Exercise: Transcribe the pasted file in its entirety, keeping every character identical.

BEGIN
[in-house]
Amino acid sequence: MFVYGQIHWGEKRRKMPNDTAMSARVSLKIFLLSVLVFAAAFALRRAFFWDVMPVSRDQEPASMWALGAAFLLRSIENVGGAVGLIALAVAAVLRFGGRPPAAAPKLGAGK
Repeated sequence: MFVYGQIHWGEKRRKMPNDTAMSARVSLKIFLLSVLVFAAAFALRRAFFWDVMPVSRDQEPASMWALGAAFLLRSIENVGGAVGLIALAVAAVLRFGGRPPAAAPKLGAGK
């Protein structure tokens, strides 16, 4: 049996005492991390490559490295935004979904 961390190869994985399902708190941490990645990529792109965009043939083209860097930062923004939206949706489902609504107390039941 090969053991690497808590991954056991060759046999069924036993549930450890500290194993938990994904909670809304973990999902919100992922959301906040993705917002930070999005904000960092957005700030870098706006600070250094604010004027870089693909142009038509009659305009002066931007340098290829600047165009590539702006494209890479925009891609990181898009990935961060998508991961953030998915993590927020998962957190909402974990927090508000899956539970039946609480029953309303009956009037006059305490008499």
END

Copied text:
[in-house]
Amino acid sequence: MFVYGQIHWGEKRRKMPNDTAMSARVSLKIFLLSVLVFAAAFALRRAFFWDVMPVSRDQEPASMWALGAAFLLRSIENVGGAVGLIALAVAAVLRFGGRPPAAAPKLGAGK
Repeated sequence: MFVYGQIHWGEKRRKMPNDTAMSARVSLKIFLLSVLVFAAAFALRRAFFWDVMPVSRDQEPASMWALGAAFLLRSIENVGGAVGLIALAVAAVLRFGGRPPAAAPKLGAGK
């Protein structure tokens, strides 16, 4: 049996005492991390490559490295935004979904 961390190869994985399902708190941490990645990529792109965009043939083209860097930062923004939206949706489902609504107390039941 090969053991690497808590991954056991060759046999069924036993549930450890500290194993938990994904909670809304973990999902919100992922959301906040993705917002930070999005904000960092957005700030870098706006600070250094604010004027870089693909142009038509009659305009002066931007340098290829600047165009590539702006494209890479925009891609990181898009990935961060998508991961953030998915993590927020998962957190909402974990927090508000899956539970039946609480029953309303009956009037006059305490008499």